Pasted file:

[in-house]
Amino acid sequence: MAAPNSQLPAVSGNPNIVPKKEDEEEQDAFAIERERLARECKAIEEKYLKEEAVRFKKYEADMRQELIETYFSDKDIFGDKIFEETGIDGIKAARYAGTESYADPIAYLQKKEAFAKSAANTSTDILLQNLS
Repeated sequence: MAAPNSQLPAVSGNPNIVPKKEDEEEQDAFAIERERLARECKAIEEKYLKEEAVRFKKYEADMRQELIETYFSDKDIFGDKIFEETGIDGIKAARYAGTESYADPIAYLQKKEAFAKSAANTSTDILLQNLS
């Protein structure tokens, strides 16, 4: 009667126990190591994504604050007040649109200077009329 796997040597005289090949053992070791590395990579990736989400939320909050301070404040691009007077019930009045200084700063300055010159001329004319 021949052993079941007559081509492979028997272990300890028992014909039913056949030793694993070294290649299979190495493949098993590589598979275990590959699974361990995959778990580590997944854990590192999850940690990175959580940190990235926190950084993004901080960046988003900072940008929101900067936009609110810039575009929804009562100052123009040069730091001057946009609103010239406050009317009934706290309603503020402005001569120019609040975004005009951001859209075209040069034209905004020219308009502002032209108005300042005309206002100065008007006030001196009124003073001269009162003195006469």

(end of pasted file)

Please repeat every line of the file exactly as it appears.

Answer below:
[in-house]
Amino acid sequence: MAAPNSQLPAVSGNPNIVPKKEDEEEQDAFAIERERLARECKAIEEKYLKEEAVRFKKYEADMRQELIETYFSDKDIFGDKIFEETGIDGIKAARYAGTESYADPIAYLQKKEAFAKSAANTSTDILLQNLS
Repeated sequence: MAAPNSQLPAVSGNPNIVPKKEDEEEQDAFAIERERLARECKAIEEKYLKEEAVRFKKYEADMRQELIETYFSDKDIFGDKIFEETGIDGIKAARYAGTESYADPIAYLQKKEAFAKSAANTSTDILLQNLS
């Protein structure tokens, strides 16, 4: 009667126990190591994504604050007040649109200077009329 796997040597005289090949053992070791590395990579990736989400939320909050301070404040691009007077019930009045200084700063300055010159001329004319 021949052993079941007559081509492979028997272990300890028992014909039913056949030793694993070294290649299979190495493949098993590589598979275990590959699974361990995959778990580590997944854990590192999850940690990175959580940190990235926190950084993004901080960046988003900072940008929101900067936009609110810039575009929804009562100052123009040069730091001057946009609103010239406050009317009934706290309603503020402005001569120019609040975004005009951001859209075209040069034209905004020219308009502002032209108005300042005309206002100065008007006030001196009124003073001269009162003195006469």